Word of the day
Reading of the day
A reading from the Book of the Prophet Hosea
Thus says the LORD:
Return, O Israel, to the LORD, your God;
you have collapsed through your guilt.
Take with you words,
and return to the LORD;
Say to him, "Forgive all iniquity,
and receive what is good, that we may render
as offerings the bullocks from our stalls.
Assyria will not save us,
nor shall we have horses to mount;
We shall say no more, 'Our god,'
to the work of our hands;
for in you the orphan finds compassion."
I will heal their defection, says the LORD,
I will love them freely;
for my wrath is turned away from them.
I will be like the dew for Israel:
he shall blossom like the lily;
He shall strike root like the Lebanon cedar,
and put forth his shoots.
His splendor shall be like the olive tree
and his fragrance like the Lebanon cedar.
Again they shall dwell in his shade
and raise grain;
They shall blossom like the vine,
and his fame shall be like the wine of Lebanon.
Ephraim! What more has he to do with idols?
I have humbled him, but I will prosper him.
"I am like a verdant cypress tree"–
Because of me you bear fruit!
Let him who is wise understand these things;
let him who is prudent know them.
Straight are the paths of the LORD,
in them the just walk,
but sinners stumble in them.
Gospel of the day
From the Gospel according to Mark
One of the scribes came to Jesus and asked him,
"Which is the first of all the commandments?"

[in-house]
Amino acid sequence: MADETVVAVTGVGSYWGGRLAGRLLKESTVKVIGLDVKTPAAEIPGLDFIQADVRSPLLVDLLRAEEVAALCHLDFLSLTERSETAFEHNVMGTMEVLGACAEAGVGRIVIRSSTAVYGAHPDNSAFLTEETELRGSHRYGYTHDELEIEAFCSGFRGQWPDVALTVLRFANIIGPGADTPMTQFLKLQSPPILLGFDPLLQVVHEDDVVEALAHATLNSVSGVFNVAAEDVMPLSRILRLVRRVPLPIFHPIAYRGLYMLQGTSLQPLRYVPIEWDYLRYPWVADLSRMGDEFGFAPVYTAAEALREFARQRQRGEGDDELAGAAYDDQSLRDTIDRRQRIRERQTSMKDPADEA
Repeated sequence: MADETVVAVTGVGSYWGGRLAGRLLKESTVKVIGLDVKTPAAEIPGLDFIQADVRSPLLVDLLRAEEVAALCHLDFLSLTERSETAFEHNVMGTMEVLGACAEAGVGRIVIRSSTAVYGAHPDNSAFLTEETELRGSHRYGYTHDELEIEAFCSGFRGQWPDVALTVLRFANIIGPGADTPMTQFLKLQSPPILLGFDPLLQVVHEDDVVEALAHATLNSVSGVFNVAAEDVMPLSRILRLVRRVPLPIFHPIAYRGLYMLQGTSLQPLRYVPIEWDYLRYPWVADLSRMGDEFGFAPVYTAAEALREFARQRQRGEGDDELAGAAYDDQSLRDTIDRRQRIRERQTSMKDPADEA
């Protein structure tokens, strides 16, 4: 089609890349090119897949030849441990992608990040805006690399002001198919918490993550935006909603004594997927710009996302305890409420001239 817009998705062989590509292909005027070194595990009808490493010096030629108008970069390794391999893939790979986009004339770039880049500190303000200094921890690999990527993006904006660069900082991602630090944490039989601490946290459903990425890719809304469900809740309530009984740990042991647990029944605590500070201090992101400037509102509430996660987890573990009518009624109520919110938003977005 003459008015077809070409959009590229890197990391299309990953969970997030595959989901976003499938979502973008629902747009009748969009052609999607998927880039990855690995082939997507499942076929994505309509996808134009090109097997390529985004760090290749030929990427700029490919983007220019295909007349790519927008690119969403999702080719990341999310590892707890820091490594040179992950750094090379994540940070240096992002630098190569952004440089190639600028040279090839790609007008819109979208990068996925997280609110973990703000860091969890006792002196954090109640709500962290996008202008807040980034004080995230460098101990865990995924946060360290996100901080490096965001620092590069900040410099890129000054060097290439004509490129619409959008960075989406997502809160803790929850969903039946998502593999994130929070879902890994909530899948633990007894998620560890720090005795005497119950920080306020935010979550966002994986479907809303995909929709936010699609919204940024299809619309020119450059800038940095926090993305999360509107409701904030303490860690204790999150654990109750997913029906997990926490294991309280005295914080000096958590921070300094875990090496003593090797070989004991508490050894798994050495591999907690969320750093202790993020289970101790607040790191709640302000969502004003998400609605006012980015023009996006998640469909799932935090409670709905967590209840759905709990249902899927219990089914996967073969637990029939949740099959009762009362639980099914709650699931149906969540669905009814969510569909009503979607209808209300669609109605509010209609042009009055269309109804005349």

Jesus replied, "The first is this:
Hear, O Israel!
The Lord our God is Lord alone!
You shall love the Lord your God with all your heart,
with all your soul,
with all your mind,
and with all your strength.
The second is this:
You shall love your neighbor as yourself.
There is no other commandment greater than these."
The scribe said to him, "Well said, teacher.
You are right in saying,
He is One and there is no other than he.
And to love him with all your heart,
with all your understanding,
with all your strength,
and to love your neighbor as yourself
is worth more than all burnt offerings and sacrifices."
And when Jesus saw that he answered with understanding,
he said to him,
"You are not far from the Kingdom of God."
And no one dared to ask him any more questions.
Words of the Holy Father
Jesus’ response once again takes up and joins two fundamental precepts, which God gave his people through Moses. (…) The first is that moral and religious life cannot be reduced to an anxious and forced obedience. There are people who seek to fulfil the commandments in an anxious or forced manner, and Jesus helps us understand that moral and religious life cannot be reduced to anxious or forced obedience, but must have love as its precept. The second principle is that love must tend together and inseparably toward God and toward neighbour. This is one of the primary innovations of Jesus’ teachings, and it helps us understand that what is not expressed in love of neighbour is not true love of God; and, likewise, what is not drawn from one’s relationship with God is not true love of neighbour. (Angelus, 25 October 2020)
- Excerpts from the Lectionary for Mass for Use in the Dioceses of the United States of America, second typical edition © 2001, 1998, 1997, 1986, 1970 Confraternity of Christian Doctrine, Inc., Washington, DC. Used with permission. All rights reserved. No portion of this text may be reproduced by any means without permission in writing from the copyright owner.